MIT
Ed Interest Mit Thin Solar Cell Promo

Ultra-Thin Solar Cells Easily Conform, Bend, and Even Flex

Jan. 26, 2023
A scalable fabrication technique yields ultra-thin, flexible, lightweight solar cells that can be attached to a surface or used as a fabric.

What you’ll learn:

  • How an ultra-thin, flexible solar cell was fabricated.
  • How the resultant solar cell was attached to a strong, ultra-lightweight, flexible fabric carrier.
  • The results of the electrical and mechanical tests.

While overall efficiency (watts/unit area) and cost are primary metrics for solar cells—and there are many others, of course—another important but often overlooked parameter is power output versus weight. Conventional larger-area silicon solar cells are fragile, so they must be encased in glass and packaged in heavy, relatively thick aluminum framing, which limits where and how they can be used. 

Now, a research team at MIT’s Organic and Nanostructured Electronics Laboratory (ONE Lab) has developed ultra-light, fabric-mountable solar cells that can quickly and easily make nearly any surface into a power source.

These durable, flexible organic photovoltaic (OPV) solar cells are glued to a strong, lightweight fabric, making them easy to install on a fixed surface, or even a flexing one such as a sail. They are one-hundredth the weight of conventional solar panels and generate 18X more power-per-kilogram. As an additional virtue, they’re made from semiconducting inks using printing processes that can be scaled to large-area manufacturing.

Creating the Ultra-Light OPV Solar Cells

The effort is more than a “routine” extension of their past research. Six years ago, the ONE Lab team produced solar cells using an emerging class of thin-film materials that were so lightweight they could sit on top of a soap bubble.1 However, these ultra-thin solar cells were fabricated using complex, vacuum-based processes that were expensive and challenging to scale up. As a result, they decided to try to develop thin-film solar cells that are entirely printable, using ink-based materials and scalable fabrication techniques.

In the new approach, they coat the solar-cell structure using a slot-die coater, which deposits layers of the electronic materials onto a prepared, releasable substrate that’s only three microns thick (Fig. 1). Using screen printing (similar to how designs are added to silkscreened T-shirts), an electrode is deposited on the structure to complete the solar module. The researchers can then peel the printed module, which is about 15 microns thick off the plastic substrate, forming an ultra-light solar device with an areal density of just 105 g/m2 (0.344 oz/ft2).

Finding the Right Substrate

Unfortunately, this thin film makes for a very fragile and thus impractical solar cell. To rectify this unacceptable deficiency, they searched for a lightweight, flexible, and high-strength substrate to which they could adhere the cell. They identified fabrics as the optimal solution, as they provide mechanical resilience and flexibility with little added weight. After further investigation, they chose a composite ultra-light fabric known commercially as Dyneema. It weighs only 13 g/m2 (0.043 oz/ft2) and is used in applications such as high-strength ropes and fabric sheets.2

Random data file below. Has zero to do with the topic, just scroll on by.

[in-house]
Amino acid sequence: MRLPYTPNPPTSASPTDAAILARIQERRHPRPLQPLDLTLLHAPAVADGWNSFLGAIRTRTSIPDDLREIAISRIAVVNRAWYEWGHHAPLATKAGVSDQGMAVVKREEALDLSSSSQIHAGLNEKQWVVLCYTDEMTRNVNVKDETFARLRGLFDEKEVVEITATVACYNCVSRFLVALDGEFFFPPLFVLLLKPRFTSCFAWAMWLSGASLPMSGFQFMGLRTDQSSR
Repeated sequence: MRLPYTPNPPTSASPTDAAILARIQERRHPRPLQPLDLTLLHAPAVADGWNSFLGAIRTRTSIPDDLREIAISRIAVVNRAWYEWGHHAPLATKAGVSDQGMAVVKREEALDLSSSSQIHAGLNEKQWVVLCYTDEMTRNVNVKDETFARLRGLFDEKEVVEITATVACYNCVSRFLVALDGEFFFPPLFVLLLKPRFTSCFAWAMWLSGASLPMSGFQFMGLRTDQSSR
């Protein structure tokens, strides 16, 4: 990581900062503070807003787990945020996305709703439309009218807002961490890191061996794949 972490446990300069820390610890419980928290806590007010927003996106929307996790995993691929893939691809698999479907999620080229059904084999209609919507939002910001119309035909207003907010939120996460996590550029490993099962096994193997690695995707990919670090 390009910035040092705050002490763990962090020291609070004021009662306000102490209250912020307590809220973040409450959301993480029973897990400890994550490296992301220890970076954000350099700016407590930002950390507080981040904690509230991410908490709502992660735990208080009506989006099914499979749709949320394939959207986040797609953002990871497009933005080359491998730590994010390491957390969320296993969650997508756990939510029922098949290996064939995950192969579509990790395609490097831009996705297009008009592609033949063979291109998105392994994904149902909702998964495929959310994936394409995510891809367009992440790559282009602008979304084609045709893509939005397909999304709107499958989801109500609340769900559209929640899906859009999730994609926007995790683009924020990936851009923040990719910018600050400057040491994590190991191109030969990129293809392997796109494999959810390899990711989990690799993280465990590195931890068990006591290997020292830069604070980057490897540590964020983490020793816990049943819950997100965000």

By adding a layer of UV-curable glue that’s only a few microns thick, they adhered the solar modules to sheets of this fabric. This forms an ultra-light and mechanically robust solar structure.

“While it might appear simpler to just print the solar cells directly on the fabric,” said team co-leader Mayuran Saravanapavanantham, an electrical engineering and computer science graduate student at MIT, “this would limit the selection of possible fabrics or other receiving surfaces to the ones that are chemically and thermally compatible with all the processing steps needed to make the devices. Our approach decouples the solar-cell manufacturing from its final integration.”

Performance Assessment

Completed devices were tested inside a nitrogen-filled glovebox, under AM1.5 simulated solar irradiation with the simulator was adjusted to 1 sun with a calibrated reference cell.3 Each test module was comprised of five serially connected cells, each with an active area of 1.5 cm2 (Fig. 2).

The researchers determined that it could generate 730 W/kg when freestanding and about 370 W/kg when mounted on the high-strength Dyneema fabric, which is about 18X more than conventional solar cells offer against this metric. They also assessed the durability of the result by rolling and unrolling a fabric solar panel more than 500 times and determined that the cells still retained more than 90% of their initial capabilities.

They do acknowledge some drawbacks. While these solar cells are far lighter and much more flexible than traditional cells, the carbon-based organic material used to make them could be “corrupted” due to interaction with moisture and oxygen in the air. This, in turn, could deteriorate their performance, and so they would need to be encased in another material to protect them from the environment.

To address this critical issue, they’re currently developing ultra-thin packaging solutions that would only fractionally increase the weight of the present ultra-light devices.

This research was funded in part by Eni S.p.A. through the MIT Energy Initiative, the U.S. National Science Foundation, and the Natural Sciences and Engineering Research Council of Canada. Details are in their paper “Printed Organic Photovoltaic Modules on Transferable Ultra-thin Substrates as Additive Power Sources” published in Small Methods, along with a Supporting Information file. Also, check out this interesting two-minute video:

References

1. MIT, “Solar cells as light as a soap bubble

2. Avient Corp., “Dyneema

3. PV Education, Standard Solar Spectra

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